- Co-operative housing guide
- Key documents needed to form a housing co-op
- How housing co-ops make decision
- How new members are admitted to housing co-ops
- Member obligations to the housing co-op
- Obligations of the housing co-op to its members
- Governing legislation for housing co-ops
- How to collect money owed by housing co-op members
- How to evict a co-op member
- Provincial/territorial housing co-op regulations
If you’re a member of a housing co-op, you have many obligations to that co-op. These obligations will vary between different housing co-ops, though many are the same. If you fail to meet your obligations as a member, you could be evicted and have your co-op membership terminated.
Most co-ops ask new members to sign an occupancy agreement. This is the legal contract that describes your rights and obligations as a co-op member. This is different than private rental housing, where members sign leases for the units being rented. However, in Quebec, co-op members will sign both a rental lease and a member agreement.
If your unit is subsidized, you may have to sign an additional form that sets out extra responsibilities. For example, you will need to provide proof of income because your housing charge is based on your income.
In general, the occupancy agreement will describe the following:
- What you agree to do for the right to live in your unit. Mainly, you need to agree to pay your housing charge on time and follow the housing co-op’s bylaws or rules.
- What the co-op agrees to do for you as a resident. This includes building maintenance, co-op management, and maintaining a reserve fund for repairs and other projects.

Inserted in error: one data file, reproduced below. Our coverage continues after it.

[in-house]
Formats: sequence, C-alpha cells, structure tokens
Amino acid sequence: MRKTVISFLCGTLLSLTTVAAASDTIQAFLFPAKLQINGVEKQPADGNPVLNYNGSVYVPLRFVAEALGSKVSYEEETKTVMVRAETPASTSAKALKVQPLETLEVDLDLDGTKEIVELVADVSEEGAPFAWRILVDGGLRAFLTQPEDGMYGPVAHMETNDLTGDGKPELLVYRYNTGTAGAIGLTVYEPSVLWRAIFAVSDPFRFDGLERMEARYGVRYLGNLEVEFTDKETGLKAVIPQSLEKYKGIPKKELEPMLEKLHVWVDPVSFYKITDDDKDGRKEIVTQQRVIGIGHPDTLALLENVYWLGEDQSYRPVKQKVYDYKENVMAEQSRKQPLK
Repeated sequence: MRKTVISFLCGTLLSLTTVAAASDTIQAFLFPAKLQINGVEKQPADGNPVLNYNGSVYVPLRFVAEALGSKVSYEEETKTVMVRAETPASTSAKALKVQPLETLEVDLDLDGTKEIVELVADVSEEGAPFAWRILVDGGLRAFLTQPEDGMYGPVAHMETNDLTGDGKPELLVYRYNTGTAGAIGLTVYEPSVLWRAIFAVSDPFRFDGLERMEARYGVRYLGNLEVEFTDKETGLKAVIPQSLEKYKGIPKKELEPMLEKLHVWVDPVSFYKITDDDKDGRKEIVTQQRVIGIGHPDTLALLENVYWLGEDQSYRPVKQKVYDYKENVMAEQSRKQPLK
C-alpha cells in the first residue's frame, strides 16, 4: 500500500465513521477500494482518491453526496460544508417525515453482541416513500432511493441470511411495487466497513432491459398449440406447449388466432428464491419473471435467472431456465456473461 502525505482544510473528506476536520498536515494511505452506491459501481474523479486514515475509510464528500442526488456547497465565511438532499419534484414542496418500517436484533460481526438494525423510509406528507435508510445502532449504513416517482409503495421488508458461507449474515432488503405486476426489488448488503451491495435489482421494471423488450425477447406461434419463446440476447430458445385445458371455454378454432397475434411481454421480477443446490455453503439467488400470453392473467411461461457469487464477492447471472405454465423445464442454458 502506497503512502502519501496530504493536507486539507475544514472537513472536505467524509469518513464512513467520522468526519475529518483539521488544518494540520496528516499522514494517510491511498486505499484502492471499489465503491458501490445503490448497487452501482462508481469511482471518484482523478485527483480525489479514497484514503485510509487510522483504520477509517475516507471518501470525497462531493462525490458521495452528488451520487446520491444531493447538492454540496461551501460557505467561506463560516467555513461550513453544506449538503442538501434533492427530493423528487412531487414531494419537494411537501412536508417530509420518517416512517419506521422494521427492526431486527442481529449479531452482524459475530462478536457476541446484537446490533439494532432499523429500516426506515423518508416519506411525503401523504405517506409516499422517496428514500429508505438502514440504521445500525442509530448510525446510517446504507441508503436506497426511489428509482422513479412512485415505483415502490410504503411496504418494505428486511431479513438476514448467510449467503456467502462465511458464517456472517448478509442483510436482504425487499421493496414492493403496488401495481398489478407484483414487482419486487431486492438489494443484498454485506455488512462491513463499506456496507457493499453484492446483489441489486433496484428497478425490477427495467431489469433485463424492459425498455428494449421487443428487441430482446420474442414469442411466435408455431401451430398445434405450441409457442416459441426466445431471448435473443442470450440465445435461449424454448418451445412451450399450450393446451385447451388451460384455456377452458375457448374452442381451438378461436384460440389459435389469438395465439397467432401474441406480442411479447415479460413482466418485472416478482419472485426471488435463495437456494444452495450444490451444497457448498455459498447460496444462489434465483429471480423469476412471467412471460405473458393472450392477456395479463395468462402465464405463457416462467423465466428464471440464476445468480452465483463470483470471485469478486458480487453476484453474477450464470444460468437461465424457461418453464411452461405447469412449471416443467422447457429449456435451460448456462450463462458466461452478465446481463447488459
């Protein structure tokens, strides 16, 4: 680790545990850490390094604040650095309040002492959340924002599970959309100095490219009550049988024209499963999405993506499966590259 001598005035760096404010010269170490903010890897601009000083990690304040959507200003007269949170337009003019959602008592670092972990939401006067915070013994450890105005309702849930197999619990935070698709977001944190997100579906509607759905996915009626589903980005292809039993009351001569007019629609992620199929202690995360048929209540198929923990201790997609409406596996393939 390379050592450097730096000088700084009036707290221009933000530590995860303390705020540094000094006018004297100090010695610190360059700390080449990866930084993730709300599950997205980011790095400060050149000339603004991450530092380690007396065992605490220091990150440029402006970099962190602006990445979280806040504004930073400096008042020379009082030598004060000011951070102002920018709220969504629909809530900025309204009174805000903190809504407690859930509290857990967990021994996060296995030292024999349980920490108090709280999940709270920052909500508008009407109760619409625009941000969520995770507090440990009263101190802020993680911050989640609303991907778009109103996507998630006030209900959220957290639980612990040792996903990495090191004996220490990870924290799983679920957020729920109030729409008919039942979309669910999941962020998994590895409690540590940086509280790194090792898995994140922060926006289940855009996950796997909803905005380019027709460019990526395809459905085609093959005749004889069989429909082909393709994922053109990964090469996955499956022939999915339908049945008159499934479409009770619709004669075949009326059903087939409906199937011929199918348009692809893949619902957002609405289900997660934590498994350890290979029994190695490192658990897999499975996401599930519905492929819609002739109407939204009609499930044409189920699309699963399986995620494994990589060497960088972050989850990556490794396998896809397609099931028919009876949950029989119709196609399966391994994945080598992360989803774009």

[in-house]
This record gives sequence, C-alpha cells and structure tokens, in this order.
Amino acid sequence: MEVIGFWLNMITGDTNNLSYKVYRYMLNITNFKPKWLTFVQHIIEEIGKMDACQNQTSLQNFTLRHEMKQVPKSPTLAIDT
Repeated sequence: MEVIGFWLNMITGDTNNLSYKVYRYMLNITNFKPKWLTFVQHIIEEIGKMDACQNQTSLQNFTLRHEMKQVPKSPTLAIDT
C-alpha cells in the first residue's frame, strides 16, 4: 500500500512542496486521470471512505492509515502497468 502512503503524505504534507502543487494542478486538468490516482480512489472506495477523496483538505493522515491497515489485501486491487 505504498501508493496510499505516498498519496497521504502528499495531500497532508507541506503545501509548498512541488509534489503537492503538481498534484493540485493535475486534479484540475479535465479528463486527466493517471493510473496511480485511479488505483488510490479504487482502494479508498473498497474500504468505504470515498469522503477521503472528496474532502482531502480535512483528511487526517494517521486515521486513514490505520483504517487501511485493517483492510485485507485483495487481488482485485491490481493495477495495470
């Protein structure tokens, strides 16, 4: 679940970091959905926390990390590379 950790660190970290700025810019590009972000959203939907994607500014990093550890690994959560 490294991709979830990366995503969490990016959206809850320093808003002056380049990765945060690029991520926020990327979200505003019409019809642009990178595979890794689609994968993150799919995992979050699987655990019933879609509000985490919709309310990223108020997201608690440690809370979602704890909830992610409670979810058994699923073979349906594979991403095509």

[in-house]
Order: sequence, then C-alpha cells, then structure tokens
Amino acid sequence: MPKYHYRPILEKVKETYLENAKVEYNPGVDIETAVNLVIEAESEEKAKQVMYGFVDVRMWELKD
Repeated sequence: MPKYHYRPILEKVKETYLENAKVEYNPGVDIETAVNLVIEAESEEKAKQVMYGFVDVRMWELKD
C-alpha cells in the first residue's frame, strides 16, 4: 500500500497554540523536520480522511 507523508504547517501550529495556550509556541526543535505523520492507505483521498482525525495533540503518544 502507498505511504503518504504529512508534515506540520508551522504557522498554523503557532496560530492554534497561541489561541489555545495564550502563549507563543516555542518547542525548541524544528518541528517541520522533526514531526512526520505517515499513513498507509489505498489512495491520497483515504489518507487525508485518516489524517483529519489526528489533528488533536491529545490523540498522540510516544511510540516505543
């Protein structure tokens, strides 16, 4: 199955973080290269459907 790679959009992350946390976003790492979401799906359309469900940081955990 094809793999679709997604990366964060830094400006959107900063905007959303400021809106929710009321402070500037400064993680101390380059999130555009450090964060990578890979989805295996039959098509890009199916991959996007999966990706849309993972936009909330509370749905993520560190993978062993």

- How much notice you’ll need to give if you decide to leave the co-op.
Beyond those obligations, most co-op legislation doesn’t provide much guidance on what should be included in an occupancy agreement. That means it’s up to each housing co-op to establish its own member obligations.
These obligations must be reasonable and consistent with the provincial and territorial co-op act. It must also be in line with human rights law and principles of natural justice. For example, a co-op might have a rule saying members can be evicted based on the colour of their front door. However, this rule would likely be found unreasonable if challenged in court.
Co-op housing charges
All co-op members are expected to pay their monthly housing charge in full and on time.
New members often need to pay housing charges for the first and last months, a membership fee and a deposit. These payments are normally due when the member moves in.
The housing co-op keeps your deposit in case it needs to pay for repairs or cleaning after you move out. The balance is refunded to you after you have moved out and the unit is inspected. Co-ops are allowed to set the deposit amount, except in Nova Scotia, where tenancy legislation applies. (See Your Guide to Renting a Home for more information.)
Attendance at co-op meetings
Co-op members are expected to participate in the running of the co-op by attending meetings. This includes the annual general meeting, where you and other members will elect the co-op’s board of directors. Meetings are also held to discuss finances, approve the budget, and amend the co-op bylaws or rules. A special meeting can also be called to resolve a dispute or disagreement between a member and the board.